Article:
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I-70 West
Wheeling
, West Virginia to Columbus, Ohio

     Interstate 70 west enters Ohio just after Wheeling, where it follows roughly the same path as two of the oldest routes in the region. First was Zane’s Trace, which mostly followed existing Native American trails and proceeded west to the location of today’s Zanesville. There it turned southwest, aiming for the Ohio River and points south. Then in the early 1830s, the National Road came through Ohio. The National Road started in Cumberland, Maryland, with ambitions of reaching St. Louis and beyond. It never made it though. Construction on the National Road was halted when it reached Vandalia, Illinois, 46 years after Congress authorized its construction. As we drive this segment of I-70, we will still pass by reminders of those earlier roads.

·        We’ll pass by towns that were either founded when the National Road came through or that benefited from the traffic: St. Clairsville, Morristown, Hendrysburg, Fairview, Old Washington, Cambridge, etc. If you look at a map and follow US Route 40, which in most places succeeded the National Road, you’ll find towns evenly spaced along it. Most of those offered food, lodging and stables for National Road travelers. Some of the buildings where these services were offered still stand, having been converted to other uses, such as, businesses or residences.

·        This route takes us through three distinct geographical regions. During the first section of our journey, the countryside is quite hilly as we make our way through the western edges of the Appalachian Mountain range. Then when we enter Licking County (soon after Zanesville), we’ll notice the land smoothing out. There are still hills and valleys, but now they are gentler. We’re still in the mountains, but this region was covered by glaciers that scraped down the higher peaks and filled in the deeper valleys. Finally, as we approach Columbus, we’ll find flat land as we enter the Midwestern plains. Now we’re no longer traveling through mountains but across what was once the bottom of a vast sea.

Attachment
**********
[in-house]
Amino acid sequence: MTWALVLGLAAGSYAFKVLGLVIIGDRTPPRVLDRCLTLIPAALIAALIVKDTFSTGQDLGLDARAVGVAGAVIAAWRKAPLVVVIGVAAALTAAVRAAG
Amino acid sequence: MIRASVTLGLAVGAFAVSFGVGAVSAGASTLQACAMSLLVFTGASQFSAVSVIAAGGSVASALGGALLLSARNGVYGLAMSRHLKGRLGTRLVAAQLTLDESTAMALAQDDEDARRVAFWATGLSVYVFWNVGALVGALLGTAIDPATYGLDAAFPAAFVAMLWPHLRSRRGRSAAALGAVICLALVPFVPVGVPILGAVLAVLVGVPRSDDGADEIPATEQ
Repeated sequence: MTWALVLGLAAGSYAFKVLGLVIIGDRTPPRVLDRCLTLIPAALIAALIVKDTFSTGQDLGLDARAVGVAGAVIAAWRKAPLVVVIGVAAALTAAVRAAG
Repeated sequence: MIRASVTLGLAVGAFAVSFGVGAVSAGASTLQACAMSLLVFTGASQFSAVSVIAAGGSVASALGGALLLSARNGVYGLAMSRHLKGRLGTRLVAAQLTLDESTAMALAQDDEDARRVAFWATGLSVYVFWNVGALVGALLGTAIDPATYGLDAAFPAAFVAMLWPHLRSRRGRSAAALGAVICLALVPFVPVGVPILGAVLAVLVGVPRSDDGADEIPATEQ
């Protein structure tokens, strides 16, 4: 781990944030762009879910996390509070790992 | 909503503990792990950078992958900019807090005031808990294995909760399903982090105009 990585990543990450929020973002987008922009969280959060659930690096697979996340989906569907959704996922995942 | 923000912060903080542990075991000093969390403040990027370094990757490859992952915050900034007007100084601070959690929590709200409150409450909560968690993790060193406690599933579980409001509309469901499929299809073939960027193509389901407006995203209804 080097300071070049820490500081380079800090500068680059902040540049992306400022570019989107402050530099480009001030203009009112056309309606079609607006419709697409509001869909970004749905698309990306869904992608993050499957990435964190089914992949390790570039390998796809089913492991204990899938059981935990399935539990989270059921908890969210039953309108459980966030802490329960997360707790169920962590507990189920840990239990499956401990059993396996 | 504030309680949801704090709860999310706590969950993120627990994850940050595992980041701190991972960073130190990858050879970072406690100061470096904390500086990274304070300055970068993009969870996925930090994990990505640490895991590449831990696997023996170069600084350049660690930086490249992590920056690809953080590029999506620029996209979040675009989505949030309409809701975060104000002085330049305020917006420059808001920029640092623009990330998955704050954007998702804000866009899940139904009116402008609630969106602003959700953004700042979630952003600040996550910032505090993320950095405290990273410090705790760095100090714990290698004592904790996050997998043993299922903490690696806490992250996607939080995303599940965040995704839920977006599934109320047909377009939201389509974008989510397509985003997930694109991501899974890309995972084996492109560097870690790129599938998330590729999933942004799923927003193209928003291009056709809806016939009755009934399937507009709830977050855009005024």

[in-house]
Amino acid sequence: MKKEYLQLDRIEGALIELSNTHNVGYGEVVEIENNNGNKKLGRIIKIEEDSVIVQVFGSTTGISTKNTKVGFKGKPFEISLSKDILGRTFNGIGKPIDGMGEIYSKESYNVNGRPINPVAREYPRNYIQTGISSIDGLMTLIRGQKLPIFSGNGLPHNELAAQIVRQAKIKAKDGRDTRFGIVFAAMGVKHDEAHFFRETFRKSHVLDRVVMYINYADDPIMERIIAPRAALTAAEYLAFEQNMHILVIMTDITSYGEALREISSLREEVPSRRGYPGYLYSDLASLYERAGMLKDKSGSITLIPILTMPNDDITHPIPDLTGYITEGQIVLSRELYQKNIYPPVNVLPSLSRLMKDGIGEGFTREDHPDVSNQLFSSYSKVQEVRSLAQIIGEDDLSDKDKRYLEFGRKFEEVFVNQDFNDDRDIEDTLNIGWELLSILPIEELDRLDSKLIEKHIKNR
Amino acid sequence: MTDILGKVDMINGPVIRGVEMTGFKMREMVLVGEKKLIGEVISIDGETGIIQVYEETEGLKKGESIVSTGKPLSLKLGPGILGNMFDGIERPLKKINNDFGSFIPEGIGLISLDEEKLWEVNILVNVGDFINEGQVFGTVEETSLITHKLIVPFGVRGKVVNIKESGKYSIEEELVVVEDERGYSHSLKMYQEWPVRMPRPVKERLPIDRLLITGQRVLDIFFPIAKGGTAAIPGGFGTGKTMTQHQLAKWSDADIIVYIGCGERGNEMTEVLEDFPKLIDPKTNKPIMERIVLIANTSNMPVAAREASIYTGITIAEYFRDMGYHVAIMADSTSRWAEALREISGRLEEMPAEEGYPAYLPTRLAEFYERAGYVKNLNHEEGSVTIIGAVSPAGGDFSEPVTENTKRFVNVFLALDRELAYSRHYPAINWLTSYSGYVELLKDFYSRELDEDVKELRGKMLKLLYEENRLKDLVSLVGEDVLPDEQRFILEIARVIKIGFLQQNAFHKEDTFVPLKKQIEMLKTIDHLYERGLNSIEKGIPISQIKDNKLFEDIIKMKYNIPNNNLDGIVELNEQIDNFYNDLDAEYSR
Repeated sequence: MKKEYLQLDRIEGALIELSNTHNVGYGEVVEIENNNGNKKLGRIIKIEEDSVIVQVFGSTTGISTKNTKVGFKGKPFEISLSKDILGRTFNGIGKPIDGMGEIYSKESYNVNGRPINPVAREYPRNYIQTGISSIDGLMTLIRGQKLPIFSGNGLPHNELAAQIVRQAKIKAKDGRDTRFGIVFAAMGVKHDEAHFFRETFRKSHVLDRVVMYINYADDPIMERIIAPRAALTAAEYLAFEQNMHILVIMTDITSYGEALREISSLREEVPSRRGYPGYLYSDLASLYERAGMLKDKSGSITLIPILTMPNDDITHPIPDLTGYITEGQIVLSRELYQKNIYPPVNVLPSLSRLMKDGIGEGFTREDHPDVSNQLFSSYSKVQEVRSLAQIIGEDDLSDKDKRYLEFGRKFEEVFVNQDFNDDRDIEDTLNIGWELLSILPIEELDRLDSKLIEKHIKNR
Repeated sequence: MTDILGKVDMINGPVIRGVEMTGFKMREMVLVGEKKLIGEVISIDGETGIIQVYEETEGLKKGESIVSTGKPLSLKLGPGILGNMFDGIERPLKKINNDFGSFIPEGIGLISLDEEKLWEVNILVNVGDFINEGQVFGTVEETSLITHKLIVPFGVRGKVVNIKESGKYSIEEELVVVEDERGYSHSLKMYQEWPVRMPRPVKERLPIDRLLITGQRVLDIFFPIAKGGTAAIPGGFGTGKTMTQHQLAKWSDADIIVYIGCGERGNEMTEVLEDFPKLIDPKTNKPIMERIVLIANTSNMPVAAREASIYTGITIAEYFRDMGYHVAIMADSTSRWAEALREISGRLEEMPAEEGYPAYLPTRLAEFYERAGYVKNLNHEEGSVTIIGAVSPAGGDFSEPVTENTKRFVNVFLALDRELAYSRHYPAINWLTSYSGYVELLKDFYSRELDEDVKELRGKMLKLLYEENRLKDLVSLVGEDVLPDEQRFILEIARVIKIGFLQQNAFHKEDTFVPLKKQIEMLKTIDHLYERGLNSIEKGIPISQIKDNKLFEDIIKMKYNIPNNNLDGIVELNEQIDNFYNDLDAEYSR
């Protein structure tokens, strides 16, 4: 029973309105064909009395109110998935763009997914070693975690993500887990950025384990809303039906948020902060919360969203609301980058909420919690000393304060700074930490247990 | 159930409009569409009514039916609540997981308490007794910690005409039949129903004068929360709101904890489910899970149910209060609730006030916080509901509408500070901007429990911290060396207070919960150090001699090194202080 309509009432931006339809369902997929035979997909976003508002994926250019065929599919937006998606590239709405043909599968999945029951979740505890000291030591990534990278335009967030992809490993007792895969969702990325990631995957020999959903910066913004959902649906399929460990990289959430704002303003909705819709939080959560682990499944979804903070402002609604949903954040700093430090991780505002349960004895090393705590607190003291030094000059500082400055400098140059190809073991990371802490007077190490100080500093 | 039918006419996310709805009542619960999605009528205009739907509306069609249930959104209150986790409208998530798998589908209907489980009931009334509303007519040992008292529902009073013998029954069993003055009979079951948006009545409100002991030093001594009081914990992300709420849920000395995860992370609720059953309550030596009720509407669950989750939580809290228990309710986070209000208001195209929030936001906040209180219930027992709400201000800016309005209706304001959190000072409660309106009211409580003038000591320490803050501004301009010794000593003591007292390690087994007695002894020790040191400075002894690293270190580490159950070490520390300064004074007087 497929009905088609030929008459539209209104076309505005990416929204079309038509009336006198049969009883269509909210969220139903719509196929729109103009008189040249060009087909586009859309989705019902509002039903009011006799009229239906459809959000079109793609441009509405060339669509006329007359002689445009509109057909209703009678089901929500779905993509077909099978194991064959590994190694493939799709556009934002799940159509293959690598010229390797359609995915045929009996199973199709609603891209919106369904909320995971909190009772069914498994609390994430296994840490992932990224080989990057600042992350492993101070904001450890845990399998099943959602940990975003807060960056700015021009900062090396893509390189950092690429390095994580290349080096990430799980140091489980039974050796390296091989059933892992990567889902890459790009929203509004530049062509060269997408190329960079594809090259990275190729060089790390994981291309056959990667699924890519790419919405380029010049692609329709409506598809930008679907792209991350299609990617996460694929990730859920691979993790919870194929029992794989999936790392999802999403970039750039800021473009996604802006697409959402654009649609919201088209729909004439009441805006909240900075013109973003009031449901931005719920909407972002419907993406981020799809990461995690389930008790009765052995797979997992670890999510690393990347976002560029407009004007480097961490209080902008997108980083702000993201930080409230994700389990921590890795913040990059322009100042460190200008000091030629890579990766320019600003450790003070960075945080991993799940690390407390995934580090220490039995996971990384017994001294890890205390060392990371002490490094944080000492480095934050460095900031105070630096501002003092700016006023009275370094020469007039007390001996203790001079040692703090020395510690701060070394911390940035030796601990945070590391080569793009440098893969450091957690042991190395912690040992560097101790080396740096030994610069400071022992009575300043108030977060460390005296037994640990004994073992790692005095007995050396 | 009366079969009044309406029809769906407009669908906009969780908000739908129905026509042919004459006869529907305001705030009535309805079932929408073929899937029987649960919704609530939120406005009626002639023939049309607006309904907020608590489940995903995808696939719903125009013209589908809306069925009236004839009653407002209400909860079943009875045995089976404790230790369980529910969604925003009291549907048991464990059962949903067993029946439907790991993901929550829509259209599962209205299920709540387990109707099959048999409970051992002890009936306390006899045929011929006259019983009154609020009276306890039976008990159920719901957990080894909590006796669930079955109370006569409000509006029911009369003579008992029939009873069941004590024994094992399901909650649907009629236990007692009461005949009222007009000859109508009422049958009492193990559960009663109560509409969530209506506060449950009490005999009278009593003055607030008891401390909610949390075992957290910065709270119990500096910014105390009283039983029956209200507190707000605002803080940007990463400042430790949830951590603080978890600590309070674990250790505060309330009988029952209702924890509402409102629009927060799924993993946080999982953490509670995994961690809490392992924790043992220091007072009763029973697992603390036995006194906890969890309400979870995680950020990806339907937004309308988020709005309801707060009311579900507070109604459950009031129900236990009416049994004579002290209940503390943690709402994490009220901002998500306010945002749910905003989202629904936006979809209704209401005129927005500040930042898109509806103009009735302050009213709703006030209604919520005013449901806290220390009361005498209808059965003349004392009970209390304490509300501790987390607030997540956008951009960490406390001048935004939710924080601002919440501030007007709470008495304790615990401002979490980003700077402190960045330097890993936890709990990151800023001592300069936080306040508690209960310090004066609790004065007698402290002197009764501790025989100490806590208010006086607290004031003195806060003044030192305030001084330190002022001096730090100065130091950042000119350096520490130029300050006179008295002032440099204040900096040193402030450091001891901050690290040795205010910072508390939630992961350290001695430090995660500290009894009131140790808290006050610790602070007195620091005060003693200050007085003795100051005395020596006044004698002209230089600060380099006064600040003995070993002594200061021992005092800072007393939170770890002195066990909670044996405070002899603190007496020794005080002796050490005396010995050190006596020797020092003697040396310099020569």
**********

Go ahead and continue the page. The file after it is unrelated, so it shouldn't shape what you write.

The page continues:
·        Many of the first American settlers in this region were of German descent who entered by way of Pennsylvania. One remnant of this German heritage is found in the older barns along the route—called Pennsylvania barns. Their design is different from the barns we find in Northeast Ohio that were built by people of New England ancestry. Distinguishing features of the Pennsylvania barn include a stone foundation, an earthen entrance built up to the second floor, and a second floor that extends over the first floor.

·        But Americans of European descent have lived in this region for just over 200 years. Native Americans are thought to have called this area home for almost 20,000 years before the Europeans showed up. We find usually rich areas of Native American heritage in the Newark area with its prehistoric mounds.

·        Speaking of barns, we’ll pass several billboard barns along this route. Some of these are barns pointed with the Ohio Bicentennial logo. And just beyond exit 193 on our right, there is a classic: a Mail Pouch barn. Both the Ohio Bicentennial and Mail Pouch barns were painted by residents of Belmont County, which is the first Ohio country I-70 encounters after crossing the Pennsylvania border. Scott Hagan painted all 88 barns celebrating Ohio’s 2003 Bicentennial. The Mail Pouch  barn was painted by Harley Warrick, who is said to have painted over 20,000 barns with the Mail Pouch insignia. Both the Bicentennial barns and the Mail Pouch barns were painted free hand—it’s not easy to do. Harley Warrick commented that that first 1,000 barns he painted were kind of rough. But after that, he said, he got the hang of it.

·        Just after exit 118, as we approach Columbus, we’ll pass the community of Etna—look to your right after the exit and you should be able to spot the water tower. Etna claims a note of distinction in Ohio history because it was here that John Chapman, also known as Johnny Appleseed, made his first Ohio appearance. He was a real person, that’s for sure, who was regarded by settlers as a little odd. Yet, he supplied them with a valuable commodity: apple seedlings, which were in great demand on the Ohio frontier for reasons that you might not immediately suspect.

·        As we approach Columbus, we’ll enter this city which is Ohio state capital and home to the Ohio State University. Columbus was uninhabited forest land east of the Scioto River when it was named Ohio state capital, replacing Chillicothe. And for the first decades of this city’s existence, it was a hard place to live with disease running rampant and tree stumps cluttering its main streets. But then transportation routes reached Columbus—canals, the National Road and then railroads—and then the place began to attract more people. People are still coming here: Columbus is Ohio’s fastest growing large metropolitan area.

This program is available for purchase on CD. The narration runs for about 80 minutes in 5 segments that take you from the Ohio/West Virginia border to Columbus on I-70. The CD sells for $9.95.

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